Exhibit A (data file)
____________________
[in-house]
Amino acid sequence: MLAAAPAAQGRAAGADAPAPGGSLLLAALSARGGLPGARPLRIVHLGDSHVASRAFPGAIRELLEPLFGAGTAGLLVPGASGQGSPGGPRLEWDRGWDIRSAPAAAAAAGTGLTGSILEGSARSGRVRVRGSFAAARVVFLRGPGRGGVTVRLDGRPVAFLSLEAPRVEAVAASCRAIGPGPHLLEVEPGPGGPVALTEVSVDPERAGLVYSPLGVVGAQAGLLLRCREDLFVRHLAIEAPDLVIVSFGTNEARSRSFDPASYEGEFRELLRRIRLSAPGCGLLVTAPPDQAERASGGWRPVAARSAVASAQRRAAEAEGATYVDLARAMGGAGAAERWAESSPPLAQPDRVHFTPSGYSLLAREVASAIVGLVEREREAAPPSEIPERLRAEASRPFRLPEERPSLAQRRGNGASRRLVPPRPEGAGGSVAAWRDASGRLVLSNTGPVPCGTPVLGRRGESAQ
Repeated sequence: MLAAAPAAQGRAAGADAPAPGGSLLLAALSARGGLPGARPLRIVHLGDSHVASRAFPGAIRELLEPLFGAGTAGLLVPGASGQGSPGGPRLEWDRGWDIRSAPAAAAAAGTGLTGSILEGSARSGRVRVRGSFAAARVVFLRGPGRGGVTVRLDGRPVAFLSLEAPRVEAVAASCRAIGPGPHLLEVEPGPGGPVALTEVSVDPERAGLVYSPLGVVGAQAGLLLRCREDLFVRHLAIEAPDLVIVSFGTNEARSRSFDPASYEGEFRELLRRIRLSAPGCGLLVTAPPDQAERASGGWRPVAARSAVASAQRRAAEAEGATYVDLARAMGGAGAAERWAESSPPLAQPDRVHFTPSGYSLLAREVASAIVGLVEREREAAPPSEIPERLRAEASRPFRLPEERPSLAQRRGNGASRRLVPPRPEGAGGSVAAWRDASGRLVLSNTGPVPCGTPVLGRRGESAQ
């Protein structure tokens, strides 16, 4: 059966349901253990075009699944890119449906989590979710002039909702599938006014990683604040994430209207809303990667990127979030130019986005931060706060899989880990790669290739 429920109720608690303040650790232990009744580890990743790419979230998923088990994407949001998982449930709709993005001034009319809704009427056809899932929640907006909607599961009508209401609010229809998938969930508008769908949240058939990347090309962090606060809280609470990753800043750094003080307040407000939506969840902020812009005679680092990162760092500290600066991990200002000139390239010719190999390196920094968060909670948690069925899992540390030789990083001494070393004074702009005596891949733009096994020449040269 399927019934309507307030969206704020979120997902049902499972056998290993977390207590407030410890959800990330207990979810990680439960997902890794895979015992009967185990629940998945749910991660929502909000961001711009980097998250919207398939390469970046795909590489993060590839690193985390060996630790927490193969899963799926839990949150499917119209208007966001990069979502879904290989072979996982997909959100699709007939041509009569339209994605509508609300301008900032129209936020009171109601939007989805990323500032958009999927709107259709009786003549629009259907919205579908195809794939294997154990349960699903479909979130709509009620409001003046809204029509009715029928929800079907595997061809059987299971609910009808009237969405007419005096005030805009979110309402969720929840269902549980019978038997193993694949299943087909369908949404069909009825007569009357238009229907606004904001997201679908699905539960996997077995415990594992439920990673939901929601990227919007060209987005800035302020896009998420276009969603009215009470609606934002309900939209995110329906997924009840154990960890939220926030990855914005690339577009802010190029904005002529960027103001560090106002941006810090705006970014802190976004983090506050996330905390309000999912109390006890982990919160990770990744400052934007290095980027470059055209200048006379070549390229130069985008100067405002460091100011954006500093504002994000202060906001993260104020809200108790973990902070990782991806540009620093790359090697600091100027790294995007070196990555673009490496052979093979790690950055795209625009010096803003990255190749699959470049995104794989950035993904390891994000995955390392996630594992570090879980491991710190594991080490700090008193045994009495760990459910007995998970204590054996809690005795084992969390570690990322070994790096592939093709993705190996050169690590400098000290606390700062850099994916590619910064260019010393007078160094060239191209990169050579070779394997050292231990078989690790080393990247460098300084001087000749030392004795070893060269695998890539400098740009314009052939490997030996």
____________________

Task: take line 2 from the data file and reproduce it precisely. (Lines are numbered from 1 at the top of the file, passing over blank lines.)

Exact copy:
Amino acid sequence: MLAAAPAAQGRAAGADAPAPGGSLLLAALSARGGLPGARPLRIVHLGDSHVASRAFPGAIRELLEPLFGAGTAGLLVPGASGQGSPGGPRLEWDRGWDIRSAPAAAAAAGTGLTGSILEGSARSGRVRVRGSFAAARVVFLRGPGRGGVTVRLDGRPVAFLSLEAPRVEAVAASCRAIGPGPHLLEVEPGPGGPVALTEVSVDPERAGLVYSPLGVVGAQAGLLLRCREDLFVRHLAIEAPDLVIVSFGTNEARSRSFDPASYEGEFRELLRRIRLSAPGCGLLVTAPPDQAERASGGWRPVAARSAVASAQRRAAEAEGATYVDLARAMGGAGAAERWAESSPPLAQPDRVHFTPSGYSLLAREVASAIVGLVEREREAAPPSEIPERLRAEASRPFRLPEERPSLAQRRGNGASRRLVPPRPEGAGGSVAAWRDASGRLVLSNTGPVPCGTPVLGRRGESAQ